The group of about 150 professors at yesterday’s Faculty meeting passed the measure on a nearly unanimous voice vote after more than an hour of sometimes chaotic debate. They ran out of time before being able to consider the second proposal on the meeting docket, which would delay concentration choice until the middle of sophomore year.
[On Thursday, Secretary of the Faculty David B. Fithian said that 175 voting Faculty members attended Tuesday's meeting, along with 28 non-voting members and guests.]
Many details of the legislation approved yesterday still need to be ironed out, such as whether courses taken for a secondary field can be double counted for Core requirements or a language citation. After becoming bogged down in debate on that issue yesterday, professors finally voted to refer the question back to the Educational Policy Committee (EPC), the group that drafted the legislation. The EPC was asked to report back to the Faculty in the fall.
But despite disagreements over the finer points of the legislation, yesterday’s vote left many professors and administrators beaming, after months of controversy dogging University President Lawrence H. Summers had delayed Faculty-wide discussion of the curricular review.
“I’m very pleased,” Berkman Professor of Psychology Elizabeth S. Spelke, the EPC member who presented the secondary fields proposal, said after the meeting. “It’s clear we’ve started the work we have to do.”
Others marveled at the legislation’s passage. “Something got done—it’s hard to believe,” one professor said to another right after Summers’ gavel adjourned the meeting.
HARVARD’S NEW MINOR
Yesterday’s move will bring Harvard in line with its peer institutions, virtually all of which already offer minors.
Even so, some professors expressed unease with the plan, and Spelke emphasized that the EPC would undertake a “very serious” review of the program after five years.
“I must say, this vote is a shot in the dark,” Government Department Chair Nancy L. Rosenblum said at the meeting, prefacing her comments by saying she would vote for the legislation. “I can’t tell whether this is an entrepreneurial effort by the faculty or opening a Pandora’s box.”
One major uncertainty revealed yesterday was to what extent secondary fields would alter the numbers of students taking courses in various departments.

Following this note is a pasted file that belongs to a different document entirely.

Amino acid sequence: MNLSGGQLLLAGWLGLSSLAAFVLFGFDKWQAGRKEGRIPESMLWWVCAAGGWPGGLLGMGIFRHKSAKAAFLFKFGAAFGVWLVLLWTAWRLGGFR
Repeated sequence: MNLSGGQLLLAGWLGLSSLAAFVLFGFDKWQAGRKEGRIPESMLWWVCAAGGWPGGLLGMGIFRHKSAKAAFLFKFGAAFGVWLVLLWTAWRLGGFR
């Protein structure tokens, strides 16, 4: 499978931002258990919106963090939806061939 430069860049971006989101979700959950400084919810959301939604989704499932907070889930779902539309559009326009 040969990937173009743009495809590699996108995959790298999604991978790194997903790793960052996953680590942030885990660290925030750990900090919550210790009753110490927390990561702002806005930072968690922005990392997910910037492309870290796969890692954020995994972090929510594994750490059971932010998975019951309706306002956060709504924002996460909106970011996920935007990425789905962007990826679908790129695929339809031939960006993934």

In introducing the legislation, Spelke said that the EPC hopes that the implementation of secondary fields “will serve to decrease the size of the largest concentrations and increase the size of the smaller fields.”
She explained that secondary fields would allow students to study popular and pragmatic areas—such as economics—while still choosing to declare a primary concentration in other, less popular disciplines.
But Freed Professor of Economics Caroline M. Hoxby ’88 said that while her department is “glad to teach any student who wants to learn economics,” she and her colleagues were worried that a quick increase in the number of students taking economics could swamp the department’s resources.
“At this point, I want to say we would hesitate to add an economics secondary field,” Hoxby said.
Economics, with over 700 concentrators, is the College’s largest concentration.
Anticipating the large number of professors wanting to speak about the legislation yesterday, Secretary of the Faculty David B. Fithian sat next to a little bell that he rang whenever a professor spoke for more than three minutes.
But even the new bell did not prevent some of the debate at the meeting from veering toward the chaotic.
After Wolfson Professor of Jewish Studies Jay M. Harris introduced an amendment that would, among other things, delete seven words from the secondary fields legislation, Professor of German Peter J. Burgard pushed for an “amendment to the amendment” that would delete an additional four words.
The question boiled down to whether the legislation should specify the extent to which students will be able to fulfill Core requirements or a language citation with some of the same courses they take to get credit for a secondary field.
But the professors involved in the debate were soon ensconced in procedural confusion, while some of their colleagues became visibly frustrated that the debate was moving slowly.
As discussion became bogged down, Summers, who has been nearly silent at recent Faculty meetings, took a vocal and commanding presence as he urged professors to move to a vote.
“May I make a suggestion to you all?” the president interjected at one point, calling on professors to vote on Burgard’s amendment to the amendment. “Whatever you do is fine with me.”
Summers also cracked jokes and appeared to be in a good mood as the curricular review, which began in the second year of his tenure but never followed his fast-paced schedule, was set to finally see its first vote.
After Wilfried Schmid, the Robinson professor of mathematics, said that because the words “such as” appeared in an explanatory note to the secondary fields legislation, the debate over double counting might be moot, Summers quipped, “Seems like an appropriate comment for a mathematician to make—although I don’t understand it.”
Speaking after Summers, Dillon Professor of International Affairs Jorge I. Dominguez said, “As the conversation we’ve just had illustrates, this is a very complicated matter.”
—Staff writer Evan H. Jacobs can be reached at email@example.com.
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